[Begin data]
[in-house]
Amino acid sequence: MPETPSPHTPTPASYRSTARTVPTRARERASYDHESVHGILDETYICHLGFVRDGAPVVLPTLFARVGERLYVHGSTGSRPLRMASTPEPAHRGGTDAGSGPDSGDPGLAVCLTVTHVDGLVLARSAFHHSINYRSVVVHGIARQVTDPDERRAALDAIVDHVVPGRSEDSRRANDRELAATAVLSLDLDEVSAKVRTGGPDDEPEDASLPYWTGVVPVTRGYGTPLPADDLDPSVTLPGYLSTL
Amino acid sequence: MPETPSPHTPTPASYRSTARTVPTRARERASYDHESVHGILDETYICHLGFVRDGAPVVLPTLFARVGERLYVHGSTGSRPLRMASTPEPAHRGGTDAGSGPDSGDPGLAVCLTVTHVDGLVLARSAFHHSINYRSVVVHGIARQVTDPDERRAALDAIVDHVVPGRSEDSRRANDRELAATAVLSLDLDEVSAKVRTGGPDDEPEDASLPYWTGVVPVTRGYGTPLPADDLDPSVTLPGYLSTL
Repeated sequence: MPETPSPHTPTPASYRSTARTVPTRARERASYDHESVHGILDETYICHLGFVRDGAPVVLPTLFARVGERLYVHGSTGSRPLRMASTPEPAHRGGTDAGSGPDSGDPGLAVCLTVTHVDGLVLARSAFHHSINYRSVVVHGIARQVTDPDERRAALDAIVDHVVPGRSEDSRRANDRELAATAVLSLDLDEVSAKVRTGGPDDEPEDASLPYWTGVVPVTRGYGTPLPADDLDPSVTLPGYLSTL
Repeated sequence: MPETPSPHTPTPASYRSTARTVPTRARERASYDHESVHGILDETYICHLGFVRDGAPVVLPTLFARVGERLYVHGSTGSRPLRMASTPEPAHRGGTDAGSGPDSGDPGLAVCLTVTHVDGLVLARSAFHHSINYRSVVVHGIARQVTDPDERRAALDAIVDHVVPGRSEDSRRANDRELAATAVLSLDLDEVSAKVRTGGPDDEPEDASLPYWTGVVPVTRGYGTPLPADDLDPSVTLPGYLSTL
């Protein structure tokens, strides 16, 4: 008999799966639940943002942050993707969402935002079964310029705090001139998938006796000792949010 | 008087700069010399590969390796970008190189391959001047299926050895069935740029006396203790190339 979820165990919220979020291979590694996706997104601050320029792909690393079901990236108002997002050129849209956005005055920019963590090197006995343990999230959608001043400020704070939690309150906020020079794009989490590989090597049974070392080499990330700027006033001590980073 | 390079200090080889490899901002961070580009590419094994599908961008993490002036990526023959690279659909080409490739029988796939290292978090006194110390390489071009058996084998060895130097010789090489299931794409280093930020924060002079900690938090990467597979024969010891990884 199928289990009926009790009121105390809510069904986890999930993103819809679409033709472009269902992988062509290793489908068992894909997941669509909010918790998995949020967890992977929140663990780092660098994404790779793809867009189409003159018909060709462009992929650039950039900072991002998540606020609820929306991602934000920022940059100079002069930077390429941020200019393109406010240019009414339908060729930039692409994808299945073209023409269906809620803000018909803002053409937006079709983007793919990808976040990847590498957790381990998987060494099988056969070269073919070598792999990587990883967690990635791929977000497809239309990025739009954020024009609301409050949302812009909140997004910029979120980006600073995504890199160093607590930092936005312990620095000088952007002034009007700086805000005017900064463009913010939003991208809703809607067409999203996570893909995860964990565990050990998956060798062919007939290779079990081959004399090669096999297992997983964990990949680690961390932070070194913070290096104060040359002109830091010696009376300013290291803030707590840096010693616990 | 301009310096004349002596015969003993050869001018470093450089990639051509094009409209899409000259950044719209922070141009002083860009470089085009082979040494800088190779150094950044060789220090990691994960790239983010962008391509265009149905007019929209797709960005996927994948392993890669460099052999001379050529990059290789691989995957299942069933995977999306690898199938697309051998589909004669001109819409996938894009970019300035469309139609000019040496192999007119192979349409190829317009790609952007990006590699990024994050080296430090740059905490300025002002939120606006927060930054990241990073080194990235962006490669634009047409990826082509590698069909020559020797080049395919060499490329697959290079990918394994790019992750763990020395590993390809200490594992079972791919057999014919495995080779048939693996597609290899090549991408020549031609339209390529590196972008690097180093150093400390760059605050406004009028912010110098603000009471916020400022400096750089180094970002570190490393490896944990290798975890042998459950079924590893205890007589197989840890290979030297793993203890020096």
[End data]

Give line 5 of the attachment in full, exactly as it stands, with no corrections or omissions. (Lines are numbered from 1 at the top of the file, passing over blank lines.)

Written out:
Repeated sequence: MPETPSPHTPTPASYRSTARTVPTRARERASYDHESVHGILDETYICHLGFVRDGAPVVLPTLFARVGERLYVHGSTGSRPLRMASTPEPAHRGGTDAGSGPDSGDPGLAVCLTVTHVDGLVLARSAFHHSINYRSVVVHGIARQVTDPDERRAALDAIVDHVVPGRSEDSRRANDRELAATAVLSLDLDEVSAKVRTGGPDDEPEDASLPYWTGVVPVTRGYGTPLPADDLDPSVTLPGYLSTL